Bedding Management


Source: National Farm Animal Care Council Code of Practice for the care and handling of farm animals – Dairy Cattle, Section 1.6

To ensure cows spend time lying in stalls, it is important that the stall surface be comfortable. There are many alternatives that can be used for bedding and each has its advantages and disadvantages. Some choices would be clean sand, straw of various kinds, kiln-dried shavings or sawdust. To reduce the amount (depth) of bedding, mattresses can be utilized. Sanitation and bedding is essential for the calving area (11).


Bare concrete platforms or hard rubber mats without bedding are unacceptable surfaces for the humane housing of cows.

Daily removal of cow patties and use of generous amounts of bedding assures cleanliness of cows kept in bedded-pack pens.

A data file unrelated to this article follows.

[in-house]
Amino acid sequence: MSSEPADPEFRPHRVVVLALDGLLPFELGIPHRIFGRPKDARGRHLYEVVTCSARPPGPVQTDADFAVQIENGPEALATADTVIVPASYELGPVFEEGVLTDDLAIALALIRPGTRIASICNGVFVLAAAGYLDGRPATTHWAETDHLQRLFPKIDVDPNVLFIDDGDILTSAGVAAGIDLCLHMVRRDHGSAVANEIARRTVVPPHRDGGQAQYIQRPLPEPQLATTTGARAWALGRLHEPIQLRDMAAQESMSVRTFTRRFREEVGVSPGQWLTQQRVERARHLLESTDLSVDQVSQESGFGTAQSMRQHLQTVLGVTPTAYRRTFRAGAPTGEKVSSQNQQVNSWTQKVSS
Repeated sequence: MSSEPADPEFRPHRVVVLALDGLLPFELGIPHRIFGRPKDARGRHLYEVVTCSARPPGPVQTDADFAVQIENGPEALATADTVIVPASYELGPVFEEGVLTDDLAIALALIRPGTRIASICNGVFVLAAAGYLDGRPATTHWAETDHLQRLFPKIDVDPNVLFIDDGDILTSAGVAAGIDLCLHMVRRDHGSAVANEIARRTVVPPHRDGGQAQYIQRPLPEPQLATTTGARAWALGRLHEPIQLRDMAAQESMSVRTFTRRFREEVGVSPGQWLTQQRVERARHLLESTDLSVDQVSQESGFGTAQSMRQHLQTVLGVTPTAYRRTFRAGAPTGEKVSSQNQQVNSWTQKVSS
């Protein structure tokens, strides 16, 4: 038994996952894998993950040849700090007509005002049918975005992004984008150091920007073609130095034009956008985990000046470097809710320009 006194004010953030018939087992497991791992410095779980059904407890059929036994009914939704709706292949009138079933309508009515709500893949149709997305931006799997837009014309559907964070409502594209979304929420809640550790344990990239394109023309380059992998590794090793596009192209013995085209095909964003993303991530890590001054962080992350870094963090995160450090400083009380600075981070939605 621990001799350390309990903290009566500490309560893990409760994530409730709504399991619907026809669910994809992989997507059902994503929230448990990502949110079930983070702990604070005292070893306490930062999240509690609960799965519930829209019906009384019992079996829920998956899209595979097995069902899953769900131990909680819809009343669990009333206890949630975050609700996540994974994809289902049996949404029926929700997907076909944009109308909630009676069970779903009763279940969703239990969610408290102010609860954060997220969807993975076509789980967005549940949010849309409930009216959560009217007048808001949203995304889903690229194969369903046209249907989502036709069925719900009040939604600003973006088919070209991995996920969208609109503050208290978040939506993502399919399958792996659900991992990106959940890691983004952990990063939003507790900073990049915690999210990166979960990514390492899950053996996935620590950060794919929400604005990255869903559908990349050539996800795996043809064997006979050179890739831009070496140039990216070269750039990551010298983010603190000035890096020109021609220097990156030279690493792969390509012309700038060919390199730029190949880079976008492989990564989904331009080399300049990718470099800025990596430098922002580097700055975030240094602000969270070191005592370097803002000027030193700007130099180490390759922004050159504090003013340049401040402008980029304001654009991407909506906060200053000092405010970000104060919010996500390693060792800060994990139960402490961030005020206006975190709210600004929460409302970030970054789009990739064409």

1. ensure stalls are routinely bedded and raked out
  2. add and level new sand routinely to sand-bedded stalls
  3. ensure the cows are lying in the stalls (not in the alleyways or standing in the stalls)
  4. observe the legs of the cows over pressure points for signs of abrasions, swelling or sores
  5. use straw choppers to decrease the amount of straw required
  6. ensure calves and cattle have a dry area to lie down (i.e., if your knees get wet in 25 seconds of kneeling in the rest area, then it is too wet)
  7. for bedded-pack pens, add clean, dry bedding (e.g., straw, sawdust, shavings) daily
  8. for bedded-pack pens, remove cow patties a few times each day to assure cow cleanliness and to reduce the quantity of bedding needed
  9. for composted bedded-pack pens, bed as needed and till twice per day
  10. for composted bedded-pack barns, assure excellent ventilation to reduce humidity
  11. for bedded-pack or composted-pack barns, provide access to pasture or an exercise yard to decrease labor and bedding requirements.